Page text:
Frances Malino

Frances Malino is the Sophia Moses Robison Professor of Jewish Studies and History at Wellesley College and chair of the Jewish Studies program. She is the author of The Sephardic Jews of Bordeaux: Assimilation and Emancipation in Revolutionary and Napoleonic France (1978) and A Jew in the French Revolution: The Life of Zalkind Hourwitz (1996). Her current project is Teaching Freedom: Jewish Sisters in Muslim Lands (2005).

Articles by this author

France, Early Modern

Until the Revolution and their acceptance as citizens, most Jews lived in officially recognized autonomous communities in southwestern and northeastern France. Within these communities, they established charitable institutions, elected a governing body, defined the curriculum of their schools, registered their births, marriages and deaths and adjudicated cases in their own courts.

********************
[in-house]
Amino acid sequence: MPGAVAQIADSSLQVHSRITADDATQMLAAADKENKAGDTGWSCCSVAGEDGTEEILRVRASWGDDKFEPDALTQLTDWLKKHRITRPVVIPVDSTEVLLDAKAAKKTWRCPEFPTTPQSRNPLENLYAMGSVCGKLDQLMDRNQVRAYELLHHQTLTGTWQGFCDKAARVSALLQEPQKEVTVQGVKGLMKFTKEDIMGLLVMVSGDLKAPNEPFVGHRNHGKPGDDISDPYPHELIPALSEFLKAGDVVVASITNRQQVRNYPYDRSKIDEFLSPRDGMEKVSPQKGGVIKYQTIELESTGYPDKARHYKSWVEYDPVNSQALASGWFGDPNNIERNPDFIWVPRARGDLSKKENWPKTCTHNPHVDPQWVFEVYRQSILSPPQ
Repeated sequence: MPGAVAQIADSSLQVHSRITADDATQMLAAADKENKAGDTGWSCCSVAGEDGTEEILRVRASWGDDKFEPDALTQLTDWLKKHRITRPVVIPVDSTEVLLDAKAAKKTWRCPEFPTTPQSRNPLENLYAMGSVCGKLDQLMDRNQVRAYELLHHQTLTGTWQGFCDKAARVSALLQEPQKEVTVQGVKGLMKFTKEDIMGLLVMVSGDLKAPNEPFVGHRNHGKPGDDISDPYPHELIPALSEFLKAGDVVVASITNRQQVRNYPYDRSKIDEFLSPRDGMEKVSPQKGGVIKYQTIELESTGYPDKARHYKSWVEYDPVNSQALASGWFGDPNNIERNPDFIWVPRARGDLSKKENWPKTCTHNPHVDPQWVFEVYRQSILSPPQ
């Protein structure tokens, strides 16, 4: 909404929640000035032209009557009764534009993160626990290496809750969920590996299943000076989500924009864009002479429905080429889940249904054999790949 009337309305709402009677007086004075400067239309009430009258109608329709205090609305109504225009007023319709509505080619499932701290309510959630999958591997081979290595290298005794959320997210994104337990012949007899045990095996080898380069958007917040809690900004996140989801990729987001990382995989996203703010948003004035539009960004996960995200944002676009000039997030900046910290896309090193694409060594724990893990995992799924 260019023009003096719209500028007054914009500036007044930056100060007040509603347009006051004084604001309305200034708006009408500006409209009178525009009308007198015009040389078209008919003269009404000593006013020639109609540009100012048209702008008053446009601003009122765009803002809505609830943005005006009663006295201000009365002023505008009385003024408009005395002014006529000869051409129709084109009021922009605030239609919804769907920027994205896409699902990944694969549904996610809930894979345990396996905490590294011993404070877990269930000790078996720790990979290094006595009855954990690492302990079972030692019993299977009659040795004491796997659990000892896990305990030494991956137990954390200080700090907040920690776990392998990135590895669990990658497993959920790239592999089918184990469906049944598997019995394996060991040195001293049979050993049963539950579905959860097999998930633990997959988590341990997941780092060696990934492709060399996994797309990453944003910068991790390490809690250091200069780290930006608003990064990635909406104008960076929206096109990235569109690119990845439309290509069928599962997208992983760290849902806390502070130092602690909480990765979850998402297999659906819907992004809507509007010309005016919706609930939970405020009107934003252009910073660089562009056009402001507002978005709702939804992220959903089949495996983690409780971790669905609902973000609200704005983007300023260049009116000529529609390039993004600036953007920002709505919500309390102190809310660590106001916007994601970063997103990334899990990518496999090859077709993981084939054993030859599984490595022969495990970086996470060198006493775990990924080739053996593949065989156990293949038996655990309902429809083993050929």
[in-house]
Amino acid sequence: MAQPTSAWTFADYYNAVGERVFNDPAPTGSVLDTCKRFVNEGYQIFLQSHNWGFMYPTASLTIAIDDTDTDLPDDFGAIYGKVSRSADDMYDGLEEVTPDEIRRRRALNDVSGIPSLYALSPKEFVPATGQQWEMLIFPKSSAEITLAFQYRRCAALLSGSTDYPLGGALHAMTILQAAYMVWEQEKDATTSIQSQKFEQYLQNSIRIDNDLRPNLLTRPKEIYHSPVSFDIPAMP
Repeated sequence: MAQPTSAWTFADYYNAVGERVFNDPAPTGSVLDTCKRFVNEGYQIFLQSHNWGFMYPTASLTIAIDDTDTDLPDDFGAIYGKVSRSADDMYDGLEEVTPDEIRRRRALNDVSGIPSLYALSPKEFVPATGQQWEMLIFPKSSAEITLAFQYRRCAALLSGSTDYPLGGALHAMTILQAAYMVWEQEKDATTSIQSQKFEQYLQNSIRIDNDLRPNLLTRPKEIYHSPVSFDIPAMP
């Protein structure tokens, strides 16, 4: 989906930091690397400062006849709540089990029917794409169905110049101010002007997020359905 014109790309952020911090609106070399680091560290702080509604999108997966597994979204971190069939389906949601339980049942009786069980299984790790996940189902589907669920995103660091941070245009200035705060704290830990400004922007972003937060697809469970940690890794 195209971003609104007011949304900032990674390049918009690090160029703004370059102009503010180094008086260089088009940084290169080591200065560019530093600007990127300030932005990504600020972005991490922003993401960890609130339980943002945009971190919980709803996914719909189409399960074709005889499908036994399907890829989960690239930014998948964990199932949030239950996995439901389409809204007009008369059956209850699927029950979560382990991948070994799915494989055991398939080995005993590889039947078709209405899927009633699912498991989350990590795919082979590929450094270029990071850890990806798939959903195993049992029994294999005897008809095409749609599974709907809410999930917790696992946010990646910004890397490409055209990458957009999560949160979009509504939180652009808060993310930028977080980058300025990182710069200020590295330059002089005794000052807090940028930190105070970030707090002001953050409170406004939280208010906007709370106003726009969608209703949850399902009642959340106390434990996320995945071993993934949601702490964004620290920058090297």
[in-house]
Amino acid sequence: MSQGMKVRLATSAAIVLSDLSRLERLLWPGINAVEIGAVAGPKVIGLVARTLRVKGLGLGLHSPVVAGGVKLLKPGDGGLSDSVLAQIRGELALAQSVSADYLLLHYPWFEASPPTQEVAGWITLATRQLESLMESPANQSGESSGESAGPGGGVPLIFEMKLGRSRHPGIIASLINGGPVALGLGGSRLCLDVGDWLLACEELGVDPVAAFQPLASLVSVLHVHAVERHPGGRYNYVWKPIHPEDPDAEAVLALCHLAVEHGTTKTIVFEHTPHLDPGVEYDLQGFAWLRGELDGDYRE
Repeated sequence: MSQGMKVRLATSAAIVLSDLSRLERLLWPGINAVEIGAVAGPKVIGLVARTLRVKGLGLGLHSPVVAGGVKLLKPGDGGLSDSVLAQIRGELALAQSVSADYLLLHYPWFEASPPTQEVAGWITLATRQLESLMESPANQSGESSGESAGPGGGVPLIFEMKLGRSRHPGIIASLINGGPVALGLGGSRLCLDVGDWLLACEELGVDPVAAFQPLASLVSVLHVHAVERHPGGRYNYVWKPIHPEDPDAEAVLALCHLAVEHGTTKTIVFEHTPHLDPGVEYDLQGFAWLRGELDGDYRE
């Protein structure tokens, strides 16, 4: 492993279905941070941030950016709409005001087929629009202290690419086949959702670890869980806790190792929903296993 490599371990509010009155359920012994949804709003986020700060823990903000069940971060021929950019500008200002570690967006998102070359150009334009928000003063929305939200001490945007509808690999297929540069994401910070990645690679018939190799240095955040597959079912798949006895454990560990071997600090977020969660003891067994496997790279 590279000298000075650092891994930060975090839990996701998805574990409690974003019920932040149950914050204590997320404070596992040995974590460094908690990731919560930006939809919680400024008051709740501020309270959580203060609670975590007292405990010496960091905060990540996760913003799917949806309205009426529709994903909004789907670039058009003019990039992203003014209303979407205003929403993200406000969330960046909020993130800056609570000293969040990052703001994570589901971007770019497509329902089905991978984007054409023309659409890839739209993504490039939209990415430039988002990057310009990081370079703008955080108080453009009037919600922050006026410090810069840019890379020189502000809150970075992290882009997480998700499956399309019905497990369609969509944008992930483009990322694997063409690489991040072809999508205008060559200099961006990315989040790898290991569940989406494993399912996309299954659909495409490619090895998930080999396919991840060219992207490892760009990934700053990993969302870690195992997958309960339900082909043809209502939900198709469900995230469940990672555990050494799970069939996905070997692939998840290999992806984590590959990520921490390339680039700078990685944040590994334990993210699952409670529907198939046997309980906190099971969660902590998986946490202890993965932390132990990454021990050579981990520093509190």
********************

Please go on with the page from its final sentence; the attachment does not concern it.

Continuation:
Alliance Israelite Universelle, Teachers of

In 1860, six French Jewish intellectuals, inspired by the ideals of the Enlightenment and motivated by a genuine sentiment of solidarity, set out to “regenerate” the Jews of the world—vocationally, linguistically, morally and spiritually. By the eve of World War I, the international organization they founded, the Alliance Israélite Universelle, had attracted more than thirty thousand members.

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Jewish Women's Archive. "Frances Malino." (Viewed on October 30, 2020) <>.


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